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John Baldessari, I Will Not Make Any More Boring Art

John Baldessari, I Will Not Make Any More Boring Art, 1971, lithograph, 22-7/16 x 30-1/16 inches (The Museum of Modern Art), images © John Baldessari, courtesy of the artist Speakers: Dr. Beth Harris & Dr. Steven Zucker. Created by Beth Harris and Steven Zucker.
Video transcript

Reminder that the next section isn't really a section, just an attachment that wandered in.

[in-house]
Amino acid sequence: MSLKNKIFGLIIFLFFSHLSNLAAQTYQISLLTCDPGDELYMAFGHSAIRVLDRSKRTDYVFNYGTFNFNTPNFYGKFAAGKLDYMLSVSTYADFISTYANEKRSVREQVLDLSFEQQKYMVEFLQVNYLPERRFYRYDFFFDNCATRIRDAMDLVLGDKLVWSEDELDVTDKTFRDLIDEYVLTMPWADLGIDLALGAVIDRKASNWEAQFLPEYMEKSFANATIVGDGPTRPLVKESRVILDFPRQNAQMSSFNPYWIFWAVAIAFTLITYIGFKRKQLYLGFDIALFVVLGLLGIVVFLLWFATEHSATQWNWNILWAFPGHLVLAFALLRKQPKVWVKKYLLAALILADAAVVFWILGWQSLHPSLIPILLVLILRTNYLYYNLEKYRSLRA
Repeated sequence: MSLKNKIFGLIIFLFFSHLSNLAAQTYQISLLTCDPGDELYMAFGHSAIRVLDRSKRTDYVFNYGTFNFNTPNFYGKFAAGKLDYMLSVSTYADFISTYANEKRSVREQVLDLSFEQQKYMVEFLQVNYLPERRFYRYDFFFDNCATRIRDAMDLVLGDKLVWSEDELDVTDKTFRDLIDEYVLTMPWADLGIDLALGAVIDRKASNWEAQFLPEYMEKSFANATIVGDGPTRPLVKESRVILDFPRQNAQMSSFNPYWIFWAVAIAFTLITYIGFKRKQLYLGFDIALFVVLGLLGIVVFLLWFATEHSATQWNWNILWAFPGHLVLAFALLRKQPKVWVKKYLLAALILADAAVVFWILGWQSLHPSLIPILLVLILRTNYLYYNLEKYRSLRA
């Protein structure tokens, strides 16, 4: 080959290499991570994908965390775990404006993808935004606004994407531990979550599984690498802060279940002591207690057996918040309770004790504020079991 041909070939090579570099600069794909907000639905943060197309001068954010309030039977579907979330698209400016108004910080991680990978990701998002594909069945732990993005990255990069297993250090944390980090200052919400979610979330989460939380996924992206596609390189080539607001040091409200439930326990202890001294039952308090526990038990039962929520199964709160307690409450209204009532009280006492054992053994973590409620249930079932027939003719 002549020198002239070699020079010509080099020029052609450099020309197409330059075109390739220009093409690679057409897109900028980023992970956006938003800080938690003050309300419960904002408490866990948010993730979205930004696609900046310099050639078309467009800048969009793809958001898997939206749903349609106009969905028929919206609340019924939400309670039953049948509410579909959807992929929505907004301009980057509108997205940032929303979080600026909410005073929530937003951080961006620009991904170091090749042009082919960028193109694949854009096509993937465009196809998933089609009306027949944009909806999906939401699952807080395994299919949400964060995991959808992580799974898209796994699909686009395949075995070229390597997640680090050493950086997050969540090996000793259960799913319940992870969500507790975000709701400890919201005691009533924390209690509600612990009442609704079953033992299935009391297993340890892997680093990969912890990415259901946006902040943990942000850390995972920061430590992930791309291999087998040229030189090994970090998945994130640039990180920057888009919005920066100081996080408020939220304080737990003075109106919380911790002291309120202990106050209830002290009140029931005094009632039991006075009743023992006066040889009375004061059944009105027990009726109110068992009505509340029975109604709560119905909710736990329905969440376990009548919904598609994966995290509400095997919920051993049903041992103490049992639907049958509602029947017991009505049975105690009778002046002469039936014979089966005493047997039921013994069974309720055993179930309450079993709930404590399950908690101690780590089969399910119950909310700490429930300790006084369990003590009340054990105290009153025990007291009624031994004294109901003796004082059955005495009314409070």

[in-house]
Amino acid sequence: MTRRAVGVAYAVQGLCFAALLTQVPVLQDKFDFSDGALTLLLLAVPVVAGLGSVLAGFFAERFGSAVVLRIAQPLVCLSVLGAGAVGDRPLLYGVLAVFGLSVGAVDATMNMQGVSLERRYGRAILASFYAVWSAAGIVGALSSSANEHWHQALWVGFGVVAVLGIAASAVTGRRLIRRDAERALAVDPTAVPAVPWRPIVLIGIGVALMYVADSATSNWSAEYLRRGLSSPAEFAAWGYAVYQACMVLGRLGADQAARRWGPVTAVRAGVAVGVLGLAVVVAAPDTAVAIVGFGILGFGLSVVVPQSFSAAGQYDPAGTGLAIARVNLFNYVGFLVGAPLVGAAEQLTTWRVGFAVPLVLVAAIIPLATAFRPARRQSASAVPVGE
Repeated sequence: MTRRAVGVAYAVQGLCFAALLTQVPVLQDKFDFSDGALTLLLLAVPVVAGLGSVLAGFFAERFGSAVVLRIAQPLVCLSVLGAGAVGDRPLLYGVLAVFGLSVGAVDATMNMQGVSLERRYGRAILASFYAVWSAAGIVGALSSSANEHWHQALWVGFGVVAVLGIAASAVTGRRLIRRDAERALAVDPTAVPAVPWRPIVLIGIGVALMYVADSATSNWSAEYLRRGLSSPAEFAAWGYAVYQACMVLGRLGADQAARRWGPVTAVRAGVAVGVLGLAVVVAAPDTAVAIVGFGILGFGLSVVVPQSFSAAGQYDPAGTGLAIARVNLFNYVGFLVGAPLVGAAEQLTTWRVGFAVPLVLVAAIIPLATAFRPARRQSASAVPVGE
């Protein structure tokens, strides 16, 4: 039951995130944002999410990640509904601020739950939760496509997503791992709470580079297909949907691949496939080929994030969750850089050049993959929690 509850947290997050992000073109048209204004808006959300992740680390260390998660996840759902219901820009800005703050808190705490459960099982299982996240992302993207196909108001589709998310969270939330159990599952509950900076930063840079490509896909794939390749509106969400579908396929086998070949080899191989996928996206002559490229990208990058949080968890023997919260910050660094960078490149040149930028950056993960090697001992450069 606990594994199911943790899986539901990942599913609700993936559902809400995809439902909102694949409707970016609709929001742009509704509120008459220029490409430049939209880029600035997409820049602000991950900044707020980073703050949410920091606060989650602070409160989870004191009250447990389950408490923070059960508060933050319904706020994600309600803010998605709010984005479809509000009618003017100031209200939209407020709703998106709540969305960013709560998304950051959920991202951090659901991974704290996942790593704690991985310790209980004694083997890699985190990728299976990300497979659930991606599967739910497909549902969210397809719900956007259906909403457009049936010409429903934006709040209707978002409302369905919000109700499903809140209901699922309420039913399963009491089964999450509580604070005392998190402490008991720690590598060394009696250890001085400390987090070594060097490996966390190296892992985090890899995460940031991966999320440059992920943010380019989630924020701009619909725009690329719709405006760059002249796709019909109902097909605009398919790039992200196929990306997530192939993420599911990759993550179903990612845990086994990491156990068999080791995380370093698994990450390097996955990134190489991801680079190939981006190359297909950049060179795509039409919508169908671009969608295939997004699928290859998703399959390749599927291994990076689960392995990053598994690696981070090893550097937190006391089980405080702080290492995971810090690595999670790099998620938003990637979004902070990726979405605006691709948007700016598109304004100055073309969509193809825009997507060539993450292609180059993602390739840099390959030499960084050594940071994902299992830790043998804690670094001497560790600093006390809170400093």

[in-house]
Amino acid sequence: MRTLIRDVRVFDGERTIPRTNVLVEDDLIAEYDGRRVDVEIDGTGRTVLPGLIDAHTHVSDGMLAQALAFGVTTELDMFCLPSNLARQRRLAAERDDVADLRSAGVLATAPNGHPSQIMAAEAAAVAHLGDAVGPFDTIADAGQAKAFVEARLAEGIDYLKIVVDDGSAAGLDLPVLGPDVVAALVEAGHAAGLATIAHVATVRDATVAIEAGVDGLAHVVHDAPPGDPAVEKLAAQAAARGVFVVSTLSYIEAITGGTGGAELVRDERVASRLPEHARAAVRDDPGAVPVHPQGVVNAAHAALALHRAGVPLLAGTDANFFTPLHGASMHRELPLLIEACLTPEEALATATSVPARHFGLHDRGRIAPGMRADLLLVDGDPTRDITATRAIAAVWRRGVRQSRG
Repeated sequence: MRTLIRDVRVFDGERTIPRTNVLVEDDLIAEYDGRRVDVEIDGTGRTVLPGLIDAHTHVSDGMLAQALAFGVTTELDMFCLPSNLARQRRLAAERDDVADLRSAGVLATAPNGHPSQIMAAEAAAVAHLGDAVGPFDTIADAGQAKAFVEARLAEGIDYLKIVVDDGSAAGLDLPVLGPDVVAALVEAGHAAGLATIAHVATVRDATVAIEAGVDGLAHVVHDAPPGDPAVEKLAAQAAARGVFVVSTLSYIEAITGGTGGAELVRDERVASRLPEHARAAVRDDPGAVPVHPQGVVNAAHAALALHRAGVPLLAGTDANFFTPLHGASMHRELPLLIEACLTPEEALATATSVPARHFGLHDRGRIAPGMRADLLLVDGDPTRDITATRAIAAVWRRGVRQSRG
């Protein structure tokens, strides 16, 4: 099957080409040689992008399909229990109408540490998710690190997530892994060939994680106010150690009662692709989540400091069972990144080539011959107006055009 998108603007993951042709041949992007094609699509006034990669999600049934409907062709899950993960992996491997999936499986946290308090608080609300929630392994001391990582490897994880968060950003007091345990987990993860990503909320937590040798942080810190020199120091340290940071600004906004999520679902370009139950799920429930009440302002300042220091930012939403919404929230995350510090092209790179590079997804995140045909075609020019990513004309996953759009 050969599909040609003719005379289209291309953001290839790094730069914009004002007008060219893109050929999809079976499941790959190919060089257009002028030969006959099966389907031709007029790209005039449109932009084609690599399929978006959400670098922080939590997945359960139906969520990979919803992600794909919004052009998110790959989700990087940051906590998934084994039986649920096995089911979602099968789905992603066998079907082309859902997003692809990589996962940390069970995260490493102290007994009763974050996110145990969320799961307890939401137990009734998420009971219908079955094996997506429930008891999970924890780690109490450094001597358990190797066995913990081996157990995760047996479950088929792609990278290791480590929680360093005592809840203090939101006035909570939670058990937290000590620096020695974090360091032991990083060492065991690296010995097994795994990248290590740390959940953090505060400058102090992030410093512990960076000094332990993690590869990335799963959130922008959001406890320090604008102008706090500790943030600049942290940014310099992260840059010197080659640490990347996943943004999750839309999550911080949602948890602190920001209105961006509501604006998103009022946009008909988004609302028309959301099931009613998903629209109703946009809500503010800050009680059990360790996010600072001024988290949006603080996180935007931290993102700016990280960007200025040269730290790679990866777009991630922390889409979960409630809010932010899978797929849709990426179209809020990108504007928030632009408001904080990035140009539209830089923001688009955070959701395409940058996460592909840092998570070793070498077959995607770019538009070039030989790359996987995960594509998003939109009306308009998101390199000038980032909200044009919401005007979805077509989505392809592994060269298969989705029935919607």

(lively piano music) Voiceover: "I will not make any more boring art." Voiceover: "I will not make any more boring art." Voiceover: This is repeated, over and over again, down the length of a sheet of paper, and originally down the length of a wall, in column after column. Voiceover: Clearly, this is like a schoolroom punishment. "I will remember to do my homework," written over, and over, and over again. Voiceover: We're talking about a work of art that was made by an artist whose name is John Baldessari. that was made in 1971, first in the Nova Scotia College of Art & Design. Voiceover: This is basically a form we already know. We know it as a schoolroom punishment. How is it transformed into art? Voiceover: Well, I think that the idea that it was in a gallery, that context was really important to the artist. He actually has spoken about how he takes his word images and makes them on canvas to give them that frame of reference. Yeah, this is different than if it was on a blackboard in a school. Voiceover: Let's think about the words for a second, because it's not, "I will not speak out in class." It's, "I will not make any more boring art." It's self-punishing. He's looking at his career and saying, "I made some bad art, and in the future, "I'm not going to make any more bad art." Voiceover: He had apparently originally written the sentence in his own private notebook. That was the genesis of this. I think it's important to understand this within the broader context of his early career. Baldessari had been taught, I think like so many art students, to create, in a kind of abstract expression, a style. Voiceover: We're talking here about Mark Rothko, about Jackson Pollock, artists who were making what I think of as very serious art in the 1950s. Voiceover: Well, what this artist did, was in 1970, to gather up all of the canvases that he owned of his own work. These were abstractions. There were landscapes. Then, together with some friends, and some art students of his, he brought them to a crematorium, and he had them burned like we burn bodies. Then, he took the ashes, and he put them in an urn. This was a way of creating, I think, a really [stark erupture] in his career between this older style and his mature, much more conceptually oriented work. Voiceover: There is a way in which art was painting still, even in the 1960s. To make art, you paint it. In "I will not make any more boring art," is labeling that as boring, and saying "I'm going to do something different going forward." Voiceover: But, even using the word "boring" is hilarious and off limits. Voiceover: It's true (laughs) Voiceover: Because in the serious nomenclature of the art world, you don't use words like "boring." There's a kind of directness and a kind of humor that's incorporated in this deep irony. Voiceover: You can see that as an artist the real challenge would be, what is interesting art? What does it mean to make art that's sincere, and engaging, and clever, and new? Voiceover: It was also about the qualities of new conceptual art. If you think about, for instance, the work that people, like Sol Lewitt, there's a kind of cool clarity, which is also at the same time boring, although you're not allowed to say that. So, there's something wonderfully ironic, but also irreverent about this. (lively piano music)